Understanding Port Errors

Typically, at the port level, you are interested in Layer 1 and Layer 2 errors. Some of the common errors are bad cable, alignment issues, frame check sequence (FCS), and collisions seen on the port. Example 12-9 shows the output from the show port command.

Example 12-9 shows excessive collisions seen on port 10/3. Recall from Chapter 1, "LAN Switching Foundation Technologies," excessive collisions are associated with too much traffic on the segment or too many hosts contenting to access the segment.

Example 12-9. Examining Port Fields

Switch1 (enable) show port 10/3

* = Configured MAC Address

Port  Send FlowControl  Receive FlowControl   RxPause    TxPause

      admin    oper     admin     oper

----- -------- -------- --------- ---------   ---------- ----------

10/3  off      off      off       off         0          0

Port  Status     Channel              Admin Ch

                 Mode                 Group Id

----- ---------- -------------------- ----- -----

10/3  connected  auto silent            620     0

Port  Status      ErrDisable Reason    Port ErrDisableTimeout  Action on Timeout

----  ----------  -------------------  ----------------------  -----------------

10/3  connected                     -  Enable                  No Change

Port  Align-Err  FCS-Err    Xmit-Err   Rcv-Err    UnderSize

----- ---------- ---------- ---------- ---------- ---------

10/3          11          0          0          0         6

Port  Single-Col Multi-Coll Late-Coll  Excess-Col Carri-Sen Runts     Giants

----- ---------- ---------- ---------- ---------- --------- --------- ---------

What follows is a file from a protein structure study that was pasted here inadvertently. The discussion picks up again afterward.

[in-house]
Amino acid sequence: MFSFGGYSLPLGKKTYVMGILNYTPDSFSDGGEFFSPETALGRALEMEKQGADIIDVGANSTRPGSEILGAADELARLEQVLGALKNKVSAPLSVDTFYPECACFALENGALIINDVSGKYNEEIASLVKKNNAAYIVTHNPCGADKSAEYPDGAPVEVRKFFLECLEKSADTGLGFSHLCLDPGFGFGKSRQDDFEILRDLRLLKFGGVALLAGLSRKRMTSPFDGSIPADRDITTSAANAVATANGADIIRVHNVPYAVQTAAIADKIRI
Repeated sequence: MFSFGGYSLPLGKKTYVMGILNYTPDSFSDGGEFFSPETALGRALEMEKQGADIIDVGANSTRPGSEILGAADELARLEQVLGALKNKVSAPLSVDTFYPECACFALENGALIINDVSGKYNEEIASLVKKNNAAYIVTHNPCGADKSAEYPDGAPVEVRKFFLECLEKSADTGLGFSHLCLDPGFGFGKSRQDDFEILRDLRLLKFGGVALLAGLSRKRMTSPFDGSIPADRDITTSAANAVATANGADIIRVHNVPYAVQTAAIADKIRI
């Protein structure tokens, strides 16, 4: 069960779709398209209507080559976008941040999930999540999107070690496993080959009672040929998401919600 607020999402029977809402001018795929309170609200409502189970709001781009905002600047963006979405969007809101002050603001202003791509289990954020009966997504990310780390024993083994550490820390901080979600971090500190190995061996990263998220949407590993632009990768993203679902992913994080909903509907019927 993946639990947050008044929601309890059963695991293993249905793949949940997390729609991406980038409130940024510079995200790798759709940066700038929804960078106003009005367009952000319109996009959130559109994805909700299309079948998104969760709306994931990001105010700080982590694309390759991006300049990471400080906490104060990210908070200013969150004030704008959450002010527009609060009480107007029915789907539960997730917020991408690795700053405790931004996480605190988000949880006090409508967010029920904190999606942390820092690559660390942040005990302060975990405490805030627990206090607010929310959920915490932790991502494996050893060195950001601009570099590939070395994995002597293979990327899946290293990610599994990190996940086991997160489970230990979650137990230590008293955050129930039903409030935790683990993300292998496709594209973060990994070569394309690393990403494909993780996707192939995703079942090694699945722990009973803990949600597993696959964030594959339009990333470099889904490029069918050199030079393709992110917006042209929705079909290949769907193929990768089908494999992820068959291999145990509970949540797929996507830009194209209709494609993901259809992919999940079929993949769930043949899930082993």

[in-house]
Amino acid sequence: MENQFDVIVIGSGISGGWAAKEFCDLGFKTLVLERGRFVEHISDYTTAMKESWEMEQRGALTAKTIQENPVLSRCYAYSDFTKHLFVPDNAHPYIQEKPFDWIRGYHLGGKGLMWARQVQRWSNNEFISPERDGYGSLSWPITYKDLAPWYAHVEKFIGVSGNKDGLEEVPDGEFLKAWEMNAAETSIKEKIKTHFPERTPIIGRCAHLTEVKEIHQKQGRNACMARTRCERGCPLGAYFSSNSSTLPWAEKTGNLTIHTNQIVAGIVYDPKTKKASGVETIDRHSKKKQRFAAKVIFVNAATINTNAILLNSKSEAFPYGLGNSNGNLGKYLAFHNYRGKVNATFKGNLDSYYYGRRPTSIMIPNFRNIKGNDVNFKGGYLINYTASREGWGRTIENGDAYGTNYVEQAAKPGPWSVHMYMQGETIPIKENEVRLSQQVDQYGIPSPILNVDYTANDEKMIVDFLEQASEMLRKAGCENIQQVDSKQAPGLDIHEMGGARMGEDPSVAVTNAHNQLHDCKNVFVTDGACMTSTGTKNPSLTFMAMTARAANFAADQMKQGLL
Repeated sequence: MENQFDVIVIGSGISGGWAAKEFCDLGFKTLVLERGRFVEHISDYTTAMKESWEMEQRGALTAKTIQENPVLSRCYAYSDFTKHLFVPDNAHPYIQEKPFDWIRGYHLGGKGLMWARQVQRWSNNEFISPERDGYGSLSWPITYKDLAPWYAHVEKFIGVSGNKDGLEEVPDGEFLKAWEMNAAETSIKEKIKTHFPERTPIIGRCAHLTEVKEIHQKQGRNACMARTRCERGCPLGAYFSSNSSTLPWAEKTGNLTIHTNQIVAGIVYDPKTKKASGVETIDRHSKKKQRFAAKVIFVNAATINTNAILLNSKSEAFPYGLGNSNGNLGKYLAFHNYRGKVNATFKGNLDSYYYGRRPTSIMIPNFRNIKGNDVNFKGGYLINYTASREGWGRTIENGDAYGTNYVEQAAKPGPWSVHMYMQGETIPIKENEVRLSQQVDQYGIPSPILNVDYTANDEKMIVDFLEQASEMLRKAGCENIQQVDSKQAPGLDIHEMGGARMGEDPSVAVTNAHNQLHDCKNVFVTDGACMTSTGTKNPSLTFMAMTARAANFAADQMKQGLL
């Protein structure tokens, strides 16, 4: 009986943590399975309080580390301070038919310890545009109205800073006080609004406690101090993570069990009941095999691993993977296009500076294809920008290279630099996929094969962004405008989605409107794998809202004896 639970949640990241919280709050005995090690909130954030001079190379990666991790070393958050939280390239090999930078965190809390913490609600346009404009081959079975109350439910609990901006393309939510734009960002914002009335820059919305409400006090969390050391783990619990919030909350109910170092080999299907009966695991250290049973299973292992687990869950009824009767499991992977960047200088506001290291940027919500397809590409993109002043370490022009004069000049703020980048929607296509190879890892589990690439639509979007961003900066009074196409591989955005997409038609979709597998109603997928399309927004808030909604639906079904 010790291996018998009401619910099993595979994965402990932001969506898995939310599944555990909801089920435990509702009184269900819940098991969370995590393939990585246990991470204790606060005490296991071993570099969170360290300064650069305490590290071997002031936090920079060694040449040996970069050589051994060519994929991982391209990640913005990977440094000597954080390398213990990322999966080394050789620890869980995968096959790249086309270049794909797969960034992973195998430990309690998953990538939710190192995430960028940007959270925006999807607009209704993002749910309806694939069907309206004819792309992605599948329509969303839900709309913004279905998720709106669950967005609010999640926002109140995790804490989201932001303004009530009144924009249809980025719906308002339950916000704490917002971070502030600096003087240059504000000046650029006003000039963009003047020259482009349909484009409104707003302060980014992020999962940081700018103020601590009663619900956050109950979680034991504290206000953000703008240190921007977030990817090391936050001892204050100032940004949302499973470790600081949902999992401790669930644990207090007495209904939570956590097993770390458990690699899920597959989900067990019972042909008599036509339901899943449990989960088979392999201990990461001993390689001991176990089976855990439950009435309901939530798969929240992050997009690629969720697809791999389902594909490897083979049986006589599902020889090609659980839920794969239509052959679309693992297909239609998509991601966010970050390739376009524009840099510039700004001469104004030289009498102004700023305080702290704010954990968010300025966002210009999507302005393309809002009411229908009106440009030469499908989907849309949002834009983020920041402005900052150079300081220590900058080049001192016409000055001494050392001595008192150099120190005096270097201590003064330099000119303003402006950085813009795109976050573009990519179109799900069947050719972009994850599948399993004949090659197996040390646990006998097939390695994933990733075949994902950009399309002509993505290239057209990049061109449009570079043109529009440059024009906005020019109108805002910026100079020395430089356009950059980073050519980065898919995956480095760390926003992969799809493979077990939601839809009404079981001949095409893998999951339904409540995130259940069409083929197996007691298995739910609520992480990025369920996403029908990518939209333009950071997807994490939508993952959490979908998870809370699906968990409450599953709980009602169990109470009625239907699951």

10/3      218713     197092          0     401867         0        27         0

The following define the more important fields associated with the show port command:

  • Alignment Errors? Frames received that do not end with an even number of octets. Frame also has a bad cyclic redundancy check (CRC). Misconfiguration is generally the culprit. Ensure that adjacent connected devices have the same duplex setting configuration.

  • FCS Errors? Bad CRC on the frame packet transmitted/received. These packets are dropped by the switch at the port level.

  • Xmit Errors? Internal transmit buff is full.

  • RCV Errors? Internal receive buff is full.

  • Single Collisions? The number of times the transmitting port had one collision before successfully transmitting the frame on the wire. Single collisions are part of normal operation in a half-duplex environment because of carrier sense multiple access collision detect (CSMA/CD) rule.

  • Multiple Collisions? The number of times the transmitting port had more than one collision before successfully transmitting the frame on the wire. Multiple collisions do occur if the medium is busy enough.

  • Late Collisions? Usually indicative of the cable exceeding IEEE specifications. Cascading hubs can also cause the length of the collision domain to increase above specification. A Time Delay Reflectometer (TDR) can be used to detect cable fault and whether the cable is within the IEEE standard. Other factors that cause late collisions include mismatched duplex settings and bad transceivers.

  • Excessive Collisions? The number of frames that are dropped because the transmitting port saw 16 collisions in a row. This should not occur and can be attributed to possibly a design flaw that is exacerbating an already congested link.

  • Runts? Frames smaller than 64 bytes with a bad frame check sequence (FCS). Bad cabling or inconsistent duplex setting usually cause runts.

  • Giants? Frames greater than 1518 with a bad FCS. Investigate NIC issues on the port.